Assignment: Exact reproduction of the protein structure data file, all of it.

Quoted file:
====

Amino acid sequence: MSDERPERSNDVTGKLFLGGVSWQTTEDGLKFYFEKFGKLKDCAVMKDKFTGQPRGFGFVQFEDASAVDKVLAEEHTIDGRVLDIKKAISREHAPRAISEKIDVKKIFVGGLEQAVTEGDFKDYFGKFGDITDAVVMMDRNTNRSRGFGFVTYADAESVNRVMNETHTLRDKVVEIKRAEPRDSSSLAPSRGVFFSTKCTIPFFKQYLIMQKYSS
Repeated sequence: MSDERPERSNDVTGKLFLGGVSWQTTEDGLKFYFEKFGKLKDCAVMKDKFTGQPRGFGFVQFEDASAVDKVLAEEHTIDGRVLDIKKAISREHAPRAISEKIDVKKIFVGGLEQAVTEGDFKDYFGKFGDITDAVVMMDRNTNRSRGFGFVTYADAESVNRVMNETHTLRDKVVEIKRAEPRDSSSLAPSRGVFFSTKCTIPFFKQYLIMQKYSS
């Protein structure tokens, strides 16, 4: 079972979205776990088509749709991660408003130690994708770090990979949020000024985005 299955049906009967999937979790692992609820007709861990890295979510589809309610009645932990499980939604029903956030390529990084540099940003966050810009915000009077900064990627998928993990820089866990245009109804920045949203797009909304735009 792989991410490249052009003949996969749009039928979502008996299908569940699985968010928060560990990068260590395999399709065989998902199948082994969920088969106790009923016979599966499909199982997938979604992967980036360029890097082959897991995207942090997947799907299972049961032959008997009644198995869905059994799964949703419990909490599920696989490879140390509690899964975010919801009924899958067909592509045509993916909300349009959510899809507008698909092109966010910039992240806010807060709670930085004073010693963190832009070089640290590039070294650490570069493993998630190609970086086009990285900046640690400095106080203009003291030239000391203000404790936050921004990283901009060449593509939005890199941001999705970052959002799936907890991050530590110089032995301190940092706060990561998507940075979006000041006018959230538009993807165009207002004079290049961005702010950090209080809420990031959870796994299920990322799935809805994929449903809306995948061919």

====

Amino acid sequence: MSDERPERSNDVTGKLFLGGVSWQTTEDGLKFYFEKFGKLKDCAVMKDKFTGQPRGFGFVQFEDASAVDKVLAEEHTIDGRVLDIKKAISREHAPRAISEKIDVKKIFVGGLEQAVTEGDFKDYFGKFGDITDAVVMMDRNTNRSRGFGFVTYADAESVNRVMNETHTLRDKVVEIKRAEPRDSSSLAPSRGVFFSTKCTIPFFKQYLIMQKYSS
Repeated sequence: MSDERPERSNDVTGKLFLGGVSWQTTEDGLKFYFEKFGKLKDCAVMKDKFTGQPRGFGFVQFEDASAVDKVLAEEHTIDGRVLDIKKAISREHAPRAISEKIDVKKIFVGGLEQAVTEGDFKDYFGKFGDITDAVVMMDRNTNRSRGFGFVTYADAESVNRVMNETHTLRDKVVEIKRAEPRDSSSLAPSRGVFFSTKCTIPFFKQYLIMQKYSS
């Protein structure tokens, strides 16, 4: 079972979205776990088509749709991660408003130690994708770090990979949020000024985005 299955049906009967999937979790692992609820007709861990890295979510589809309610009645932990499980939604029903956030390529990084540099940003966050810009915000009077900064990627998928993990820089866990245009109804920045949203797009909304735009 792989991410490249052009003949996969749009039928979502008996299908569940699985968010928060560990990068260590395999399709065989998902199948082994969920088969106790009923016979599966499909199982997938979604992967980036360029890097082959897991995207942090997947799907299972049961032959008997009644198995869905059994799964949703419990909490599920696989490879140390509690899964975010919801009924899958067909592509045509993916909300349009959510899809507008698909092109966010910039992240806010807060709670930085004073010693963190832009070089640290590039070294650490570069493993998630190609970086086009990285900046640690400095106080203009003291030239000391203000404790936050921004990283901009060449593509939005890199941001999705970052959002799936907890991050530590110089032995301190940092706060990561998507940075979006000041006018959230538009993807165009207002004079290049961005702010950090209080809420990031959870796994299920990322799935809805994929449903809306995948061919």